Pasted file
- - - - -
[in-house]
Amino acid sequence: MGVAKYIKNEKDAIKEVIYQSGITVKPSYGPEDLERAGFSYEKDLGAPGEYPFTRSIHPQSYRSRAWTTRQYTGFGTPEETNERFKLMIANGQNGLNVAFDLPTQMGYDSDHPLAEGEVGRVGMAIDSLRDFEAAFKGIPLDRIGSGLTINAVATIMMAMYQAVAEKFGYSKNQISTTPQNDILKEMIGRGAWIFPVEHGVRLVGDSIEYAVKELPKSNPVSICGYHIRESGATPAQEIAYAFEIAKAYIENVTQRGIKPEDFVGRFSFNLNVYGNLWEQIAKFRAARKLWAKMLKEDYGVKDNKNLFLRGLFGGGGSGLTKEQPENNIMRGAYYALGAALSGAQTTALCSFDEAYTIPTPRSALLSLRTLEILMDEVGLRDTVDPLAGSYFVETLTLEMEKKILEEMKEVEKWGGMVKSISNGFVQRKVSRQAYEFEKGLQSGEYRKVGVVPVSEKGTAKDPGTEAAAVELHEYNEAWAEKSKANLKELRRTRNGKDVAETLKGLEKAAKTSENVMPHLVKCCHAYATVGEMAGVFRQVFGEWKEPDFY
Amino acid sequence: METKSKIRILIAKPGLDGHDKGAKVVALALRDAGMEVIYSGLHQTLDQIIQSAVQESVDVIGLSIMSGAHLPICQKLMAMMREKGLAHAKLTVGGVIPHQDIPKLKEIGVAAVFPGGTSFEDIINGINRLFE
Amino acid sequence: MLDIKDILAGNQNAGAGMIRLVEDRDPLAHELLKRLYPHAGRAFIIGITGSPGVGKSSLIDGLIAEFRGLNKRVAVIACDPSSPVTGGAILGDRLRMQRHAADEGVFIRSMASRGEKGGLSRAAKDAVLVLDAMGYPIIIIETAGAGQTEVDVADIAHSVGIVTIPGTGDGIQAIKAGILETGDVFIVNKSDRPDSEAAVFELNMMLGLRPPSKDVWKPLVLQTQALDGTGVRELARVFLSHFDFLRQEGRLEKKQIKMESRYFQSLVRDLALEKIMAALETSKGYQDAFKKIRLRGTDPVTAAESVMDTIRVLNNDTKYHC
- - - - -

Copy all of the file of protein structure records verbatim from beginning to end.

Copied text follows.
[in-house]
Amino acid sequence: MGVAKYIKNEKDAIKEVIYQSGITVKPSYGPEDLERAGFSYEKDLGAPGEYPFTRSIHPQSYRSRAWTTRQYTGFGTPEETNERFKLMIANGQNGLNVAFDLPTQMGYDSDHPLAEGEVGRVGMAIDSLRDFEAAFKGIPLDRIGSGLTINAVATIMMAMYQAVAEKFGYSKNQISTTPQNDILKEMIGRGAWIFPVEHGVRLVGDSIEYAVKELPKSNPVSICGYHIRESGATPAQEIAYAFEIAKAYIENVTQRGIKPEDFVGRFSFNLNVYGNLWEQIAKFRAARKLWAKMLKEDYGVKDNKNLFLRGLFGGGGSGLTKEQPENNIMRGAYYALGAALSGAQTTALCSFDEAYTIPTPRSALLSLRTLEILMDEVGLRDTVDPLAGSYFVETLTLEMEKKILEEMKEVEKWGGMVKSISNGFVQRKVSRQAYEFEKGLQSGEYRKVGVVPVSEKGTAKDPGTEAAAVELHEYNEAWAEKSKANLKELRRTRNGKDVAETLKGLEKAAKTSENVMPHLVKCCHAYATVGEMAGVFRQVFGEWKEPDFY
Amino acid sequence: METKSKIRILIAKPGLDGHDKGAKVVALALRDAGMEVIYSGLHQTLDQIIQSAVQESVDVIGLSIMSGAHLPICQKLMAMMREKGLAHAKLTVGGVIPHQDIPKLKEIGVAAVFPGGTSFEDIINGINRLFE
Amino acid sequence: MLDIKDILAGNQNAGAGMIRLVEDRDPLAHELLKRLYPHAGRAFIIGITGSPGVGKSSLIDGLIAEFRGLNKRVAVIACDPSSPVTGGAILGDRLRMQRHAADEGVFIRSMASRGEKGGLSRAAKDAVLVLDAMGYPIIIIETAGAGQTEVDVADIAHSVGIVTIPGTGDGIQAIKAGILETGDVFIVNKSDRPDSEAAVFELNMMLGLRPPSKDVWKPLVLQTQALDGTGVRELARVFLSHFDFLRQEGRLEKKQIKMESRYFQSLVRDLALEKIMAALETSKGYQDAFKKIRLRGTDPVTAAESVMDTIRVLNNDTKYHC